British woman detained for 32 hours at Spanish airport after losing passport


A Glasgow-based grandmother was left in a “terrible state” after being held in a “cell-like” detention center at Spain’s Alicante Airport for 32 hours – because she had mislaid her passport mid-flight.

Sharon Dempsey’s daughter says her 66-year-old mother had boarded the Glasgow to Alicante flight on the morning of 7 May with no problems, but somehow lost her passport between then and landing in Spain.

Adele Dempsey says that, despite it being a clear mistake that occurred somewhere during the journey, her mother was ‘treated like a criminal’ for more than 24 hours and provided with only water and bread rolls.

Adele Dempsey told glasgow live: “My mum was kept in a detention center at the airport, similar to a cell, and wasn’t given anything decent to eat or drink. She hd two cold rolls and water and that’s it.

“I know that rules are rules but she was being treated like a criminal – not just someone who had accidentally lost her passport.”

She says the location of the passport was a mystery, since her mother was sure she’d had it in her bag during the flight.

“She knows for certain that she had it when she boarded the plane as she had it open in case it needed to be checked. It wasn’t checked on the plane so she put it back in her bag which was then kept under the seat in front of her.”

Sharon, who was traveling with her brother, first noticed her passport had gone astray when she was on the shuttle bus to the airport terminal.

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“She started to panic and was explaining what had happened to them in Spanish but the passport couldn’t be found,” Adele told reporters.

She says her mother tried to get back on the shuttle bus or return to the aircraft to look, but airport staff were not helpful when she tried to explain.

“My uncle waited on the other side of passport control and we eventually told him just to go to the hotel and wait it out. My mum was kept there overnight.”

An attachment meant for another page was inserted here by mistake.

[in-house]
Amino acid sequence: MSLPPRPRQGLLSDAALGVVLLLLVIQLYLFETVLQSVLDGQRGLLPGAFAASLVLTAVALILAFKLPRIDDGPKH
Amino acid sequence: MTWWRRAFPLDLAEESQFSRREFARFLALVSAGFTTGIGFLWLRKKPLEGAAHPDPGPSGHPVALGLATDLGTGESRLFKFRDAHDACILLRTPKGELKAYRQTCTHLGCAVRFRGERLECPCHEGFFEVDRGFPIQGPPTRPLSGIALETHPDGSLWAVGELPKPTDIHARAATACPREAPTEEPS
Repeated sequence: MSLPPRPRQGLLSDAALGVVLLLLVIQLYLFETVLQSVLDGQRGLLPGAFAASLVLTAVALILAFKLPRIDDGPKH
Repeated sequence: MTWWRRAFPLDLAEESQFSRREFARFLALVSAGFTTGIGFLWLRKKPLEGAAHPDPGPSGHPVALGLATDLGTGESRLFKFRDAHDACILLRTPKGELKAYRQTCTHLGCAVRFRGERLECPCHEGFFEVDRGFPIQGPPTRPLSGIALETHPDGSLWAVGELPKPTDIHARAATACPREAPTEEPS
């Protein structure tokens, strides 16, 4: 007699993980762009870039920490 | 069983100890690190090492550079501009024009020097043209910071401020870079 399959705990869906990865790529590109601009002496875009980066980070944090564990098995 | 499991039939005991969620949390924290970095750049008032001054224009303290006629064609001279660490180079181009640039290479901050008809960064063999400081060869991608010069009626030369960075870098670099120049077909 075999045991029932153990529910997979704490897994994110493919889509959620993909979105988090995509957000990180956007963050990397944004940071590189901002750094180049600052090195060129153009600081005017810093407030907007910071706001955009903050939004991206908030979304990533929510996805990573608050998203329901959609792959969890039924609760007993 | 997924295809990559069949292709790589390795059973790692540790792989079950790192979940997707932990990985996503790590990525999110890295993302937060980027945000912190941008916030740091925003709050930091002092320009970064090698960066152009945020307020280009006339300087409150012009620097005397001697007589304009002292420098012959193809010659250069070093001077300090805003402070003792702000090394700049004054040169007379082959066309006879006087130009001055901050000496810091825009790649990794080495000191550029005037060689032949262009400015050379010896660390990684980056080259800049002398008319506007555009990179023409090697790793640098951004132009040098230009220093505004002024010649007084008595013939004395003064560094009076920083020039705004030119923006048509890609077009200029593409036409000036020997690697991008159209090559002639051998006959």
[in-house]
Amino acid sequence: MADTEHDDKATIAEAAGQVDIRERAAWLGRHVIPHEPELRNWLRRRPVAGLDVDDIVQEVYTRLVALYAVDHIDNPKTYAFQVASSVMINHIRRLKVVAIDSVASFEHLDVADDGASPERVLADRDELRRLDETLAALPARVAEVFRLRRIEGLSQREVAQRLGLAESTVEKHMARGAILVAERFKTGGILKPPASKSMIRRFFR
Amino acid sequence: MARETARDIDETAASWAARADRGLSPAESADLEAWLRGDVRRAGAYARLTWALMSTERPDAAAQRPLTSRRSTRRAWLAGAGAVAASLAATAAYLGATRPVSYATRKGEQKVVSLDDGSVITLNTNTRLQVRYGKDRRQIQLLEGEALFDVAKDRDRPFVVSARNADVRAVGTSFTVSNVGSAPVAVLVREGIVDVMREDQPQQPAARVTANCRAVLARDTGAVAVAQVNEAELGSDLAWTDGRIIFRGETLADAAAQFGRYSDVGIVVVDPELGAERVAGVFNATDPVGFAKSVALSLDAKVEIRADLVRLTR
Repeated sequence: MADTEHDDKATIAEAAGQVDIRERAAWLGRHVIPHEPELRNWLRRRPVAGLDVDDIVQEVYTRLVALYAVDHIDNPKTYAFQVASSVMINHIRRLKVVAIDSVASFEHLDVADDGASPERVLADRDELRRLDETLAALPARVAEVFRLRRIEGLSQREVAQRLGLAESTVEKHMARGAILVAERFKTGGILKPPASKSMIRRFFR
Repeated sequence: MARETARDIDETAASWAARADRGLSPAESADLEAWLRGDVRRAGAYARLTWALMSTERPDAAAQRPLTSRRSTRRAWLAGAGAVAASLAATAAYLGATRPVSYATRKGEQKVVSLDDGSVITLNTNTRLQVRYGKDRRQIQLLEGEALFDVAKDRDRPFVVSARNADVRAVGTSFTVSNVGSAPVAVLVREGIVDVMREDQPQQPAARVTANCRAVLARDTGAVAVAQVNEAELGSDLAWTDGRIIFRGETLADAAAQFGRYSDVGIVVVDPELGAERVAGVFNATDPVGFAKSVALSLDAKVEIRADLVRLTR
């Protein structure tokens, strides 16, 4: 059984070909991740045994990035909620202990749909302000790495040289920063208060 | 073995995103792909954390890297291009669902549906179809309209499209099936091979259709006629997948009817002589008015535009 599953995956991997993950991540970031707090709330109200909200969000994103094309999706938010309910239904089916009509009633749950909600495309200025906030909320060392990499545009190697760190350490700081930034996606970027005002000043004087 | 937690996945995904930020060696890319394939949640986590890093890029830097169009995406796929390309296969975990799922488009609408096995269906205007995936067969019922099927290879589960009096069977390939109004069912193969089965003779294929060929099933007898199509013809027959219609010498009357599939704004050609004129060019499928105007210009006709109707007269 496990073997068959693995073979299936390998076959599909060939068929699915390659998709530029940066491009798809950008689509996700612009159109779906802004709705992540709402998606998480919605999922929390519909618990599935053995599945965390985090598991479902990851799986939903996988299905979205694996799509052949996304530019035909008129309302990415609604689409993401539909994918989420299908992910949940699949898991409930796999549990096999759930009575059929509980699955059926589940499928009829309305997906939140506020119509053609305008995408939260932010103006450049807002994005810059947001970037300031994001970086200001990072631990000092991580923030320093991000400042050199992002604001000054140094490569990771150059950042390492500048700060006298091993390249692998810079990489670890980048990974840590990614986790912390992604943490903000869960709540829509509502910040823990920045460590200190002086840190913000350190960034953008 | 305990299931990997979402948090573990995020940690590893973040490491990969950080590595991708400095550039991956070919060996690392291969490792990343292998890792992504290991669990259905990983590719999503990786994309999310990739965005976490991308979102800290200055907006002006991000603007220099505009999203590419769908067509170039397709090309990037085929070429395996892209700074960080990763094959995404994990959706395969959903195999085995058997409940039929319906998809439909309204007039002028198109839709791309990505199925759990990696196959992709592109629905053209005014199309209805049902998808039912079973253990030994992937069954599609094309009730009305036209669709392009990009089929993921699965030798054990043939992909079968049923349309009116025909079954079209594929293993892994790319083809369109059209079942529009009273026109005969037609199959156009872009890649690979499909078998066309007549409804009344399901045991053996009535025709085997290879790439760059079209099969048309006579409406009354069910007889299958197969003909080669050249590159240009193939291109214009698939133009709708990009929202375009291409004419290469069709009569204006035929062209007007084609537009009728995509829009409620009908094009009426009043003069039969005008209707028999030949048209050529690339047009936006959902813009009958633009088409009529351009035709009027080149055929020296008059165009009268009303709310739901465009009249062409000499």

Immigration officers told Sharon Dempsey that, following Brexit, a valid passport stamp was needed in order to cross into Spain.

Adele spoke to the British consulate who advised her to book her mother a flight back to Scotland, providing emergency travel documents for the return journey.

However, she says Alicante Airport officials prevented her mother from boarding the flight back, saying she didn’t have the correct documents, and detained her overnight instead.

“There was a chance that she could have to wait there until Wednesday as the emergency travel documents take two days to process and the Embassy in Alicante is closed for the weekend,” says Adele.

“She was obviously really stressed but they didn’t even allow her outside to have a cigarette or give her hot meals.

After more than 30 hours in custody, Adele says, her mother was allowed on to a flight home, albeit to Gatwick – 450 miles away from her departure point. She says Spanish officials insisted on having her mother de ella escorted to the plane by police.

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“She was taken by police escort on the plane arm in arm, and back off the same way.

“She was in a terrible state. She said she hadn’t even washed her face and felt so dirty and was left in tears outside Gatwick with another long wait to get back to Glasgow.”

The Home Office confirmed that they had assisted a British woman in returning to the UK after the loss of a passport.

The Independent has approached Alicante Airport and the Valencia Immigration Office for comment.

In November, the Foreign Office warned British travelers to carefully check their passport on leaving countries within the EU’s Schengen Area to ensure sure they have received an exit stamp.

Since the end of the Brexit transitional period in January 2021, Britons must have their passports stamped on entry and exit when visiting the 26 countries within the European zone, including France, Spain, Italy and Greece.


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George Holan

George Holan is chief editor at Plainsmen Post and has articles published in many notable publications in the last decade.

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